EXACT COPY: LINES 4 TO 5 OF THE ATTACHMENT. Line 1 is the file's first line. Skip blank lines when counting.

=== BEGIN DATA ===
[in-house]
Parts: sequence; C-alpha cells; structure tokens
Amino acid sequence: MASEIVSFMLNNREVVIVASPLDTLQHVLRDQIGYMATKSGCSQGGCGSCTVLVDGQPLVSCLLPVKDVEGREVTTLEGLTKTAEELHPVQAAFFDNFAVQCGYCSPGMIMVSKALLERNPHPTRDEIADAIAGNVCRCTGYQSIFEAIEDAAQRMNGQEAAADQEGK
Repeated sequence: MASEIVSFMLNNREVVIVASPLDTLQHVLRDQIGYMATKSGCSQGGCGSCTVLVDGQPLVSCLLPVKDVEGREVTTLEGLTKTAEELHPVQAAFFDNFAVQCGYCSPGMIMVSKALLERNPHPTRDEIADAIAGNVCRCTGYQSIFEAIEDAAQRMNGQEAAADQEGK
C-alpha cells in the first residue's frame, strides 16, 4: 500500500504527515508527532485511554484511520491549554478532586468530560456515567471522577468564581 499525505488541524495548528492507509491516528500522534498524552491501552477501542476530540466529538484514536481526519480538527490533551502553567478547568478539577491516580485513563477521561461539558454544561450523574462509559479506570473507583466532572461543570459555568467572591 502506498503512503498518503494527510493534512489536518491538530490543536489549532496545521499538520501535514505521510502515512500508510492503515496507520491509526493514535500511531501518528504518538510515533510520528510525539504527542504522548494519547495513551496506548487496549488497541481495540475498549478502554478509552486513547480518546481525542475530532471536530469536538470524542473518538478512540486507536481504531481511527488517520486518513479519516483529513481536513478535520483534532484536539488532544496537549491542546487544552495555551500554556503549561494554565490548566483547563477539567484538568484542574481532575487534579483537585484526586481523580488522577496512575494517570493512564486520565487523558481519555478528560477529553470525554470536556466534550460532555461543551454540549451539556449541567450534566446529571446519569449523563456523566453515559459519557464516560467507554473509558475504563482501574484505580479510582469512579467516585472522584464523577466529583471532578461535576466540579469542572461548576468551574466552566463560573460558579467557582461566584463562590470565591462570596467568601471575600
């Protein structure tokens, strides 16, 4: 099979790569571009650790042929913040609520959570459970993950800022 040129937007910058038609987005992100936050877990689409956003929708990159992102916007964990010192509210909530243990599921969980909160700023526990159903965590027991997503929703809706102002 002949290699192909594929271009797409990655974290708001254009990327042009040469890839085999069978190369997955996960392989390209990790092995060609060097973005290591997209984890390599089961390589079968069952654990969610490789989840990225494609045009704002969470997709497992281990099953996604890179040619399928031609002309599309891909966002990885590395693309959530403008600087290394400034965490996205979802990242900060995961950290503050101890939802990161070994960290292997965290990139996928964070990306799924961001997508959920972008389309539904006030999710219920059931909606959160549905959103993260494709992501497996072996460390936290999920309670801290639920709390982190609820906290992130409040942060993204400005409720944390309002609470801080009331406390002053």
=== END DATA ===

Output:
Repeated sequence: MASEIVSFMLNNREVVIVASPLDTLQHVLRDQIGYMATKSGCSQGGCGSCTVLVDGQPLVSCLLPVKDVEGREVTTLEGLTKTAEELHPVQAAFFDNFAVQCGYCSPGMIMVSKALLERNPHPTRDEIADAIAGNVCRCTGYQSIFEAIEDAAQRMNGQEAAADQEGK
C-alpha cells in the first residue's frame, strides 16, 4: 500500500504527515508527532485511554484511520491549554478532586468530560456515567471522577468564581 499525505488541524495548528492507509491516528500522534498524552491501552477501542476530540466529538484514536481526519480538527490533551502553567478547568478539577491516580485513563477521561461539558454544561450523574462509559479506570473507583466532572461543570459555568467572591 502506498503512503498518503494527510493534512489536518491538530490543536489549532496545521499538520501535514505521510502515512500508510492503515496507520491509526493514535500511531501518528504518538510515533510520528510525539504527542504522548494519547495513551496506548487496549488497541481495540475498549478502554478509552486513547480518546481525542475530532471536530469536538470524542473518538478512540486507536481504531481511527488517520486518513479519516483529513481536513478535520483534532484536539488532544496537549491542546487544552495555551500554556503549561494554565490548566483547563477539567484538568484542574481532575487534579483537585484526586481523580488522577496512575494517570493512564486520565487523558481519555478528560477529553470525554470536556466534550460532555461543551454540549451539556449541567450534566446529571446519569449523563456523566453515559459519557464516560467507554473509558475504563482501574484505580479510582469512579467516585472522584464523577466529583471532578461535576466540579469542572461548576468551574466552566463560573460558579467557582461566584463562590470565591462570596467568601471575600